In some cases it is simple or doable to show how the classical emerges from the quantum level and in some cases harder or not yet done.

What an educated person with some knowledge of modern physics should keep in mind is that the underlying foundation of all is quantum mechanical. Heisenberg's Uncertainty Principle defines the regions of validity

When distances times momenta are large enough, the quantum mechanical framework is irrelevant and the modeling of the data with the various classical mathematical tools is valid. In regions where the numbers are small, quantum mechanical models have to be used.

One has to keep in mind that all physical theories are mathematical models of our data, and are valid as long as they predict new phenomena and are not invalidated by any. Thermodynamics emerges from statistical mechanics and quantum statistical mechanics, the regions of overlap are defined and known. This does not mean that there are two physics. Just that there are two physical theories appropriate for the region of validity of the variables studied.

Currently physicists believe that the ultimate level is the quantum mechanical level because of various very strong consistency laws that would be violated if there existed a level below the QM level. All other theories are emergent and based on the QM substructure and laws.

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Nice answer. I am just wondering if since it also depends on the scale one considers, which laws describe the physics observed, if in some cases classical limits can be obtained from coars graining or renormalizing the microscopic quantum laws ...? This is just a potentially very stupid thought :-) –  Dilaton May 26 '13 at 13:14
@Dilaton well, as twistor says it is not that simple. One can also think of the poisson brackets, physics.stackexchange.com/questions/19770/… classical and quantum, but when one wants to look at the mathematics it needs elbow grease. –  anna v May 26 '13 at 13:38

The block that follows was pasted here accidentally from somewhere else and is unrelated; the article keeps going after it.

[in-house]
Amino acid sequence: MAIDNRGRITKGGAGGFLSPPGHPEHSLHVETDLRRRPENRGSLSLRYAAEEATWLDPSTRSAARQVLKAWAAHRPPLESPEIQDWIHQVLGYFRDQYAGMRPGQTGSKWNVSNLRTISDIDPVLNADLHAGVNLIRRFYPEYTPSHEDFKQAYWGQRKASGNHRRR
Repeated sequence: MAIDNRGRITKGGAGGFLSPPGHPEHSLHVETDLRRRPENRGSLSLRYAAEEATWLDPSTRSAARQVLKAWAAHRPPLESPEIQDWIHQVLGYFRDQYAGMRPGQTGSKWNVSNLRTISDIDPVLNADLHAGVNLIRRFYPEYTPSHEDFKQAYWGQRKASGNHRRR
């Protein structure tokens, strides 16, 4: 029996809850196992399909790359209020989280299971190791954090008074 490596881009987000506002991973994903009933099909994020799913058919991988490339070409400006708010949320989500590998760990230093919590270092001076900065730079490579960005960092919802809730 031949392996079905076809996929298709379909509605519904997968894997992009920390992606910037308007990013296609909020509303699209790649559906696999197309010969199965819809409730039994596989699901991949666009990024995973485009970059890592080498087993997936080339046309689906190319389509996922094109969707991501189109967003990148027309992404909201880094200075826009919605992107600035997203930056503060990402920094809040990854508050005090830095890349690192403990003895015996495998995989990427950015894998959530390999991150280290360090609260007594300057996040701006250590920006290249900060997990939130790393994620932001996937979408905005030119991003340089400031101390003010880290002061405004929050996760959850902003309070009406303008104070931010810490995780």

@Dilaton a very readable account of what you're alluding to (coarse grained decoherent histories) is in Jonathan Halliwell's paper –  twistor59 May 26 '13 at 15:07
Thanks @twistor59, that looks interesting! –  Dilaton May 26 '13 at 19:40

Indeed, classical mechanics emerge from quantum mechanics. Newton formulated the mechanics as the Newtons laws at first, people only later showed their equivalence to more fundamental laws - the Lagrange principle, Hamilton principle and principle of least action. It is still the same mechanics, but formulated in a more profound way.

The quantum mechanics were as well formulated in an unique way at first, and only in later years of 20th century Richard Feynmann realized the path integral formulation, which is actually analogous to principle of least action and finally showing the direct link between quantum mechanics and classical mechanics.

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Classical mechanics (point particle) can follow via Ehrenfest Theorem:

$$\vec{p}=m\vec{v}$$

$$\vec{F}=-\nabla V$$

holds for a system with a (quantum mechanical) Hamiltonian

$$H=\frac{p^2}{2m}+V(\vec{r},t)$$

via expectation values